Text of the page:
Double portrait of John Calcraft and Elizabeth Bride, with whom he had a longstanding affair.

John Calcraft the elder (1726 – 23 August 1772), of Rempstone in Dorset and Ingress in Kent, was an English army agent and politician.

Business careerEdit

The son of an attorney who was Town Clerk of Grantham, Calcraft set out on a career as an army contractor under the patronage of Grantham's Member of Parliament (MP), the Marquess of Granby, at this period a rising army officer, and of one of the Whig leaders in Parliament, Henry Fox, to whom he was apparently related. (The nature of the relationship was never made clear, and insinuations were made that he was Fox's natural son.) Calcraft was deputy paymaster of the Duke of Cumberland's army at the time of the Jacobite rising of 1745, and subsequently a clerk in the War Office (1747–56), paymaster of widow's pensions (1757–62) and deputy-commissary of musters (1756–63). All of these posts offered lucrative opportunities for enrichment, both legitimate and less so. As well as the functions directly arising from the offices he held, he was involved with the rebuilding of Horse Guards, held contracts for delivering coal to Gibraltar, and became agent to many regiments of the army, a role with both administrative and financial responsibilities and offering considerable opportunity for profit if ably handled. By 1761, he was acting for no less than 49 colonels. Calcraft amassed a considerable fortune.

Political careerEdit

In 1757 Calcraft purchased an estate at Rempstone on the Isle of Purbeck in Dorset, which gave him an interest in three nearby parliamentary boroughs, Corfe Castle, Poole and Wareham. He quickly set out to buy further property which would increase his influence in each borough: he was unsuccessful at Corfe Castle, but acquired sufficient sway at Poole to secure the election of his brother, Thomas Calcraft, in 1761 and 1768, and became landlord to enough of the voters to gain complete control of Wareham, which remained a Calcraft pocket borough until the Reform Act. In 1760 he bought a further estate, at Ingress near Dartford in Kent.

Calcraft was by now one of the most influential behind-the-scenes figures in British politics, working hand-in-glove with Fox, and was particularly deeply involved in the discussions to construct a government following the fall of Bute in 1763. But at this point he fell out with Fox, who he believed should give up the Pay Office, and became more closely associated with Shelburne and Pitt, and there was talk that he would be offered an Irish peerage. However, he lost his office as deputy-commissary of musters when the Shelburne group joined the opposition at the end of 1763, and the vindictive Fox considered attempting to have him dismissed also from some of his regimental agencies; but in any case, he soon after retired from the agency business and turned his attention to finding a seat in Parliament. In 1765 he acquired Leeds Abbey in Kent and made considerable improvements and additions to the house and its grounds. On his death on 1772, he devised it with the rest of his estates, to his eldest son, John Calcraft.[1]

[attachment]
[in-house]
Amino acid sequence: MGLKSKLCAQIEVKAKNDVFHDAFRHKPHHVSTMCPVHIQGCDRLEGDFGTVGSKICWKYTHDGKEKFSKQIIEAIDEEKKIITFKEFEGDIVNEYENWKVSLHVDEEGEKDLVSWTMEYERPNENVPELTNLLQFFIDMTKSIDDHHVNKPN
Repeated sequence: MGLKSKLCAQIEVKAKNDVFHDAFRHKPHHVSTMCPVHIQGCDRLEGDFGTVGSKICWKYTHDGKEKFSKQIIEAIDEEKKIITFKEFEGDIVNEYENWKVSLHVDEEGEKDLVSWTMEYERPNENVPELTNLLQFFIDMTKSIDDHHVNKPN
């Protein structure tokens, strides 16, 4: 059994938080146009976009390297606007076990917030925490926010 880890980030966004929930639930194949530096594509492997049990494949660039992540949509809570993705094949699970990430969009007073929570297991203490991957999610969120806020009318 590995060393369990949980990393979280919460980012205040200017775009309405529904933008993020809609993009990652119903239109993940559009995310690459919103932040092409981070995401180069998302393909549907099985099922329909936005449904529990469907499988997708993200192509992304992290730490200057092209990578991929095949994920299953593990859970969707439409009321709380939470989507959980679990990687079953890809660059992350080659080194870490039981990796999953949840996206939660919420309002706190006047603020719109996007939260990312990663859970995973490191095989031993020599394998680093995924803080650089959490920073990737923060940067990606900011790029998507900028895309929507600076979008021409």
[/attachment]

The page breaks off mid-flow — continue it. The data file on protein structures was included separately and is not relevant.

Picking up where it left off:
A vacancy arose at Rochester in November 1765, and Calcraft stood on the independent interest but was narrowly defeated by the government candidate; Rochester was generally considered to be a safe government borough, and a less wealthy candidate would have had no chance. In April the following year, however, he was returned as member for Calne, one of Shelburne's boroughs, and supported the Chatham ministry in the House. At the end of the Parliament he secured government support for his second candidacy at Rochester, where he was duly elected. Nevertheless, after Chatham's resignation he consistently spoke and voted with the Opposition. He was also an enthusiastic supporter of Parliamentary Reform. He died in 1772.

Family lifeEdit

Calcraft married a wife, Bridget, in 1744, but they soon separated and he seems to have been able to conceal her existence, for in 1762 there was speculation about his intentions to marry a Miss Wriothesley; nevertheless, she survived him and made a successful claim against his estate after his death. They had no children, but he had illegitimate children with at least two other women, Mrs George Anne Bellamy and Mrs Elizabeth Bride, both actresses. He made John Calcraft (the younger), his eldest son by Mrs Bride, his main heir. The younger Calcraft followed his father into Parliament, initially as member for Wareham.

ReferencesEdit

  • Dictionary of National Biography
  • Lewis Namier, The Structure of Politics at the Accession of George III (2nd edition – London: St Martin's Press, 1961)
  • Lewis Namier & John Brooke, The History of Parliament: The House of Commons 1754–1790 (London: HMSO, 1964)
Parliament of Great Britain
Preceded by
Thomas FitzMaurice
Thomas Duckett
Member of Parliament for Calne
1766–1768
With: Thomas FitzMaurice
Succeeded by
Thomas FitzMaurice
John Dunning
Preceded by
Admiral Sir Charles Hardy
Grey Cooper
Member of Parliament for Rochester
1768–1772
With: William Gordon 1768–1771
Admiral Thomas Pye 1771–1772
Succeeded by
Admiral Thomas Pye
George Finch-Hatton
Political offices
Preceded by
Hon. William Wellesley-Pole
Clerk of the Ordnance
1806–1807
Succeeded by
Hon. William Wellesley-Pole